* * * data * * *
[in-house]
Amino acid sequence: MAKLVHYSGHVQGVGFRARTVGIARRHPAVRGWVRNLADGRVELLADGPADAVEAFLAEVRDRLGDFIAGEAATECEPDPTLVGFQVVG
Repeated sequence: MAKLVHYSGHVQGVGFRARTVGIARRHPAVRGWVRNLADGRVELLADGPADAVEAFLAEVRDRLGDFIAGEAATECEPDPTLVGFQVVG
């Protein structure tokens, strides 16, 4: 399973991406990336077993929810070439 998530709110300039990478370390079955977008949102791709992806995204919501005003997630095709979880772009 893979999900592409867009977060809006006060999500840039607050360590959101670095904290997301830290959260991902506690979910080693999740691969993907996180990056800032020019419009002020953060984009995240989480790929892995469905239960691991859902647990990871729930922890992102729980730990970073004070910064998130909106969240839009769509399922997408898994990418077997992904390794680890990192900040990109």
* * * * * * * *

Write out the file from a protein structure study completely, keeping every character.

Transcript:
[in-house]
Amino acid sequence: MAKLVHYSGHVQGVGFRARTVGIARRHPAVRGWVRNLADGRVELLADGPADAVEAFLAEVRDRLGDFIAGEAATECEPDPTLVGFQVVG
Repeated sequence: MAKLVHYSGHVQGVGFRARTVGIARRHPAVRGWVRNLADGRVELLADGPADAVEAFLAEVRDRLGDFIAGEAATECEPDPTLVGFQVVG
């Protein structure tokens, strides 16, 4: 399973991406990336077993929810070439 998530709110300039990478370390079955977008949102791709992806995204919501005003997630095709979880772009 893979999900592409867009977060809006006060999500840039607050360590959101670095904290997301830290959260991902506690979910080693999740691969993907996180990056800032020019419009002020953060984009995240989480790929892995469905239960691991859902647990990871729930922890992102729980730990970073004070910064998130909106969240839009769509399922997408898994990418077997992904390794680890990192900040990109």